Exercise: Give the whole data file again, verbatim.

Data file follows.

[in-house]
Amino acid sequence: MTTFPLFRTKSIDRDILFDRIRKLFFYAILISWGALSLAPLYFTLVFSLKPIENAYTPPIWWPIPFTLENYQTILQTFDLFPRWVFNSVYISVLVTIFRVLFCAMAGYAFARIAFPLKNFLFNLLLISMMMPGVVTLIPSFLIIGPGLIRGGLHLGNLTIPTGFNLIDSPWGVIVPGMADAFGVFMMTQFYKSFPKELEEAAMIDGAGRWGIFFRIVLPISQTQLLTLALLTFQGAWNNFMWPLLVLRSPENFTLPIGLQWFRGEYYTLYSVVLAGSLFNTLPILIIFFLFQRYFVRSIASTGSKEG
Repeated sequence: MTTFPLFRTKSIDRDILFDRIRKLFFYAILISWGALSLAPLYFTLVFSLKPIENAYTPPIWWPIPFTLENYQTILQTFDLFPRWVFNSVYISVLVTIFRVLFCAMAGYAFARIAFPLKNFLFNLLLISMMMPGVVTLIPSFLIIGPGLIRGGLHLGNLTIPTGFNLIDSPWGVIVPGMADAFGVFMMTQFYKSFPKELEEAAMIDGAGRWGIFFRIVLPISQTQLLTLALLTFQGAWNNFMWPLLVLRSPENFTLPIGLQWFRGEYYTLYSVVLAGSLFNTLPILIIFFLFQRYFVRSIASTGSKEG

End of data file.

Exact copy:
[in-house]
Amino acid sequence: MTTFPLFRTKSIDRDILFDRIRKLFFYAILISWGALSLAPLYFTLVFSLKPIENAYTPPIWWPIPFTLENYQTILQTFDLFPRWVFNSVYISVLVTIFRVLFCAMAGYAFARIAFPLKNFLFNLLLISMMMPGVVTLIPSFLIIGPGLIRGGLHLGNLTIPTGFNLIDSPWGVIVPGMADAFGVFMMTQFYKSFPKELEEAAMIDGAGRWGIFFRIVLPISQTQLLTLALLTFQGAWNNFMWPLLVLRSPENFTLPIGLQWFRGEYYTLYSVVLAGSLFNTLPILIIFFLFQRYFVRSIASTGSKEG
Repeated sequence: MTTFPLFRTKSIDRDILFDRIRKLFFYAILISWGALSLAPLYFTLVFSLKPIENAYTPPIWWPIPFTLENYQTILQTFDLFPRWVFNSVYISVLVTIFRVLFCAMAGYAFARIAFPLKNFLFNLLLISMMMPGVVTLIPSFLIIGPGLIRGGLHLGNLTIPTGFNLIDSPWGVIVPGMADAFGVFMMTQFYKSFPKELEEAAMIDGAGRWGIFFRIVLPISQTQLLTLALLTFQGAWNNFMWPLLVLRSPENFTLPIGLQWFRGEYYTLYSVVLAGSLFNTLPILIIFFLFQRYFVRSIASTGSKEG